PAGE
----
Free Markets, Free People

Monthly Archives: November 2010


TSA and America’s attitudes

W have dueling polls concerning the level of anger/distress/rejection of the new TSA procedures being introduced in airports recently.  Zogby International and Gallup have come up with different results of polls they’ve recently taken about how the flying public feels about the “don’t touch my junk” controversy.

Gallup says that the overwhelming number of frequent flyers really don’t have a problem with the new procedures.  Since millions of flyers move through the system in a week and at the  last count I saw, only about 170,000 had been subjected to the advanced pat down, I have to wonder if that high number is a result of the fact that while they’ve heard about the pat downs, they’ve never experienced one.   And certainly, I assume a good number of them simply have no problem with the possible health care aspects of the back scatter x-ray or with some nameless bureaucrat ogling their “junk”.

TSA2

Anyway, per Gallup, frequent travelers are “largely” ok with full body scanners but not as enthused with the possibility of an advanced pat down.

They put the number at 71% who claim that the loss of personal privacy (through full body scan or pat down) is “worth it”  to prevent acts of terrorism.  27% say it is not worth it.  What’s the old saying?  A liberal is someone who has never been mugged before?  I get the impression that “in theory” they may find it to be “worth it” but I really have to wonder if they’d hold to that if they had to undergo the procedures.

As you get into the poll you find this:

The majority (57%) say they are not bothered by the prospect of undergoing a full-body scan at airport security checkpoints. The same percentage, however, say they are bothered, if not angry, about the prospect of undergoing a full-body pat-down. Still, fewer than one in three frequent air travelers are "angry" about undergoing either procedure.TSA3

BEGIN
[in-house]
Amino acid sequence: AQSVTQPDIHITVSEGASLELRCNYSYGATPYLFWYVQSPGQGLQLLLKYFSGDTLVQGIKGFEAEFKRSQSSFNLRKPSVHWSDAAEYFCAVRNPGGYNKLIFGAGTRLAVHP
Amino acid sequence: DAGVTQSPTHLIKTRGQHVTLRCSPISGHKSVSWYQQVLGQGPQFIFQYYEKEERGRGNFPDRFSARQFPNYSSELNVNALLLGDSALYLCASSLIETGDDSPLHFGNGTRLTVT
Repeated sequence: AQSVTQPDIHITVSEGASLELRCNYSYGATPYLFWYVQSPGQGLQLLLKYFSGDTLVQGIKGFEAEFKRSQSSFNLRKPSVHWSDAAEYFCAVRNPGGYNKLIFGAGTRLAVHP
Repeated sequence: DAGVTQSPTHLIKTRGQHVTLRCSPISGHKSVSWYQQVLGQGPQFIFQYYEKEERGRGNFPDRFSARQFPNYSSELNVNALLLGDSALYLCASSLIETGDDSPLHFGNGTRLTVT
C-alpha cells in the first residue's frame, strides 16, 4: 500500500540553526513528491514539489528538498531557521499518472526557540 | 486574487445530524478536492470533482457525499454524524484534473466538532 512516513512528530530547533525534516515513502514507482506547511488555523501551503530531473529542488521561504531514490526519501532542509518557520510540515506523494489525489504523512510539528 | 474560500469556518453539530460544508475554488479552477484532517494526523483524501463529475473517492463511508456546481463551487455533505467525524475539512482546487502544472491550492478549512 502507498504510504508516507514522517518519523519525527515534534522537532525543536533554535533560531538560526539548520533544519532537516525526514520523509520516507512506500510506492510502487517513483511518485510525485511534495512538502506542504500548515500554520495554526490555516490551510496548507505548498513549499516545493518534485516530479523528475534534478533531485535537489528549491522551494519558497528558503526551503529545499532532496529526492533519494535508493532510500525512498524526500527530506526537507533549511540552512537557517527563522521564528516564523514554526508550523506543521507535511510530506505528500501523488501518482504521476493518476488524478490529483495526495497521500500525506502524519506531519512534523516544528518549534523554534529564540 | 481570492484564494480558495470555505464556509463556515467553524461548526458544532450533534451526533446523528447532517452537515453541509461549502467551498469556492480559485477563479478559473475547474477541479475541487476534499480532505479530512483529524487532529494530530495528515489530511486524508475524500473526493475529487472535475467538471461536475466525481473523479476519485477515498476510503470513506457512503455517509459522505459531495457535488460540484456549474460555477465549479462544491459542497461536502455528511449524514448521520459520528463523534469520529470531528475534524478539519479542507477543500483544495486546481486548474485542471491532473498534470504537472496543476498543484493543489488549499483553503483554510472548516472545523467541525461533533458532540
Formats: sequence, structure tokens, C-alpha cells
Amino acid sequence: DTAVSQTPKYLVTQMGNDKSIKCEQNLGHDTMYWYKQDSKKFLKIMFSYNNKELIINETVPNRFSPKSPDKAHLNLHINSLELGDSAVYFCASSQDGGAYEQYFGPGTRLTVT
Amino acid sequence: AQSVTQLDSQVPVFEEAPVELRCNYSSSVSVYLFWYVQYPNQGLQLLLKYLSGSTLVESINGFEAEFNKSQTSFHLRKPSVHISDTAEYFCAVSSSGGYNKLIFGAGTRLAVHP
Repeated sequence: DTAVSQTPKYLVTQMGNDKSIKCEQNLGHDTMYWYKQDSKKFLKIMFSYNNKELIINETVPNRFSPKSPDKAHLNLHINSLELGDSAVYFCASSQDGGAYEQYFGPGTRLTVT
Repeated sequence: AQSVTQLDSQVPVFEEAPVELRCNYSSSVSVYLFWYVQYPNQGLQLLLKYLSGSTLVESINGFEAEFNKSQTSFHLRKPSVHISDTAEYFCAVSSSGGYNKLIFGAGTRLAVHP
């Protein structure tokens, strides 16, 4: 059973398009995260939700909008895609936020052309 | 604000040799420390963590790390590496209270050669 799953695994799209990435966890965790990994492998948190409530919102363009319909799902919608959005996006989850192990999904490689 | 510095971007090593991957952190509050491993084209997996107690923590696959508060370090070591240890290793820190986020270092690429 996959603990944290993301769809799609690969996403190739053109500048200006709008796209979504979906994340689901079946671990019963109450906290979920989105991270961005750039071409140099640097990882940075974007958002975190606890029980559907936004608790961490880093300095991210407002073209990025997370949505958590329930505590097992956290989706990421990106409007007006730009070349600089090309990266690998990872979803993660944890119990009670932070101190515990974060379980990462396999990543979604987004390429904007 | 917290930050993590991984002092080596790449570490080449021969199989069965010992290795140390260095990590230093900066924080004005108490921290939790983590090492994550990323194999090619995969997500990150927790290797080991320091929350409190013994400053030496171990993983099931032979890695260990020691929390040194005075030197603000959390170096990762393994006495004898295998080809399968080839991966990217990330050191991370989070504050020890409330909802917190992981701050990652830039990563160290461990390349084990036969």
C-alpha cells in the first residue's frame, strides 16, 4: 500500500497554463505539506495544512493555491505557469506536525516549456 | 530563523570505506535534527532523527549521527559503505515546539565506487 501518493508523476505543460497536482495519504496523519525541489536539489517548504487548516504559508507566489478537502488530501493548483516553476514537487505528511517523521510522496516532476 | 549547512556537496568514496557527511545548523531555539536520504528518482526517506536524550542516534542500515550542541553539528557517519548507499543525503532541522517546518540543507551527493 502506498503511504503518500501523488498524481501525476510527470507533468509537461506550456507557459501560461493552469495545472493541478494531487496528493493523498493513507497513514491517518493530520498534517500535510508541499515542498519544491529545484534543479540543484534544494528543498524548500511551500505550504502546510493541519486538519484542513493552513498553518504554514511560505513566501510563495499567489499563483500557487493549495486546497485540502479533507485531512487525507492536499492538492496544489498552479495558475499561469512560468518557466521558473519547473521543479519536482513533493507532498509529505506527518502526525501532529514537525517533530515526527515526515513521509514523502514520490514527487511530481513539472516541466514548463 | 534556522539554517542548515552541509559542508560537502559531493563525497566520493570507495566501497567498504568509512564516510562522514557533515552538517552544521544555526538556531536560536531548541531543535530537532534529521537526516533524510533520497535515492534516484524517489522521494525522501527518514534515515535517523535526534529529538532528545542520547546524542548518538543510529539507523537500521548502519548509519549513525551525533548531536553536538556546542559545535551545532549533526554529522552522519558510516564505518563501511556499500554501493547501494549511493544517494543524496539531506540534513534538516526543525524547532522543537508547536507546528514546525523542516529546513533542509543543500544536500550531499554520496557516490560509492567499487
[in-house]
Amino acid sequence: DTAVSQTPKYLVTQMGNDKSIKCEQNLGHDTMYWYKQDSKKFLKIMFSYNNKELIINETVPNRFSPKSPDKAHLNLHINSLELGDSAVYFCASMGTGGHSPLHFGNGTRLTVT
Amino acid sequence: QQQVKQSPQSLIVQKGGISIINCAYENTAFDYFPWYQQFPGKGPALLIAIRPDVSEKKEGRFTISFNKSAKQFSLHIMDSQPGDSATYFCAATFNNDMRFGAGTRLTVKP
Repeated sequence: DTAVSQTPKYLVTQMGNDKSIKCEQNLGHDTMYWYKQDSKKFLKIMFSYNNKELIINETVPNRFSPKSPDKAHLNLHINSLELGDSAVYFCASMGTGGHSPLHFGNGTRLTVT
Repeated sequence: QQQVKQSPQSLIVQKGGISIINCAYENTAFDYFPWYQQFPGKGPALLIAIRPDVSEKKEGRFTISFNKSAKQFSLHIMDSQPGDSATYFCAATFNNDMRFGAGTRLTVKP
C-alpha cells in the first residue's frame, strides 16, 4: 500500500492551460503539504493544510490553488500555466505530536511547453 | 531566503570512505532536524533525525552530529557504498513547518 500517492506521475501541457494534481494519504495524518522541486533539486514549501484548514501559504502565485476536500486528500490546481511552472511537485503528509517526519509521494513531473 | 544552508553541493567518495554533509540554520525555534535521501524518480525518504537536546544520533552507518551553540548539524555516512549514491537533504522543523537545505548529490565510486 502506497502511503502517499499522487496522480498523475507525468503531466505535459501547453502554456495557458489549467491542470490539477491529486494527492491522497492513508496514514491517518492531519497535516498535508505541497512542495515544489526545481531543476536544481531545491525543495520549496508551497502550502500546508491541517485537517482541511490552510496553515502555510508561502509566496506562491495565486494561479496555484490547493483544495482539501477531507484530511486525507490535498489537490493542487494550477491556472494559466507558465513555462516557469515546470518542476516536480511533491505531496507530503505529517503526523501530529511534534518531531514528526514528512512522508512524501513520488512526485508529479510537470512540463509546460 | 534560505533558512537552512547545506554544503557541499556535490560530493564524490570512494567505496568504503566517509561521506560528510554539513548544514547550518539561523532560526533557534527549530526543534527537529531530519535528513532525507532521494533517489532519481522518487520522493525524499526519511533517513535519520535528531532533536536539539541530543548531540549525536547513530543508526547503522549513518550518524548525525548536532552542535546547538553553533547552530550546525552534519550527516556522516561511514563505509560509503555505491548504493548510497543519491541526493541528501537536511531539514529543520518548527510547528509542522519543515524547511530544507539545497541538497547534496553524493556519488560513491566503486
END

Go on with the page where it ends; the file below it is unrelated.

Again, note the wording – they’re not bothered “by the prospect” of undergoing a full-body scan.  And it isn’t some “vast majority” like the 71% implies.  It’s 57% of which I’d guess most haven’t undergone either procedure (I believe the scanners are only in 70 or so airports at this time).

Zogby, on the other hand, come up with much different result than did Gallup:

Of the 2,032 likely voters polled between November 19 and November 22, 61 percent said they oppose the use of body scanners and pat downs.

Now that does wander into “vast majority” territory.  It also completely contradicts a CBS News poll that said only 15% were opposed to the full-body scanners.  Of course the poll was conducted November 7-10, before the “don’t touch my junk” controversy had really exploded in the media.TSA4

  The Zogby poll also mentions something that has gotten very little media attention.  The administration came out early saying that all their scientists say the x-ray scanners pose no health threat to the flying public.  But that’s not necessarily true.  I know, I know – you’re shocked, aren’t you?  But it is a matter of statistics that in fact someone will get skin cancer according to Dr. Michael Love of Johns Hopkins:

"They say the risk is minimal, but statistically someone is going to get skin cancer from these x-rays," Dr. Michael Love, who runs an x-ray lab at Johns Hopkins University School of Medicine, said.

When you consider how absurdly far the government sometimes goes in order to minimize risk in other health areas, it seems a bit contradictory to me to see it now claiming safety for something that obviously will statistically cause cancer in those who undergo the procedure.

TSA1

Now as mentioned it may not be a major risk, but it is certainly something people must consider when submitting.  And how about their kids? 

If they opt out because of those concerns, they get the grope treatment instead.  Not exactly what you’d expect in the “land of the free and the home of the brave” in terms of choices which preserve individual liberty and privacy.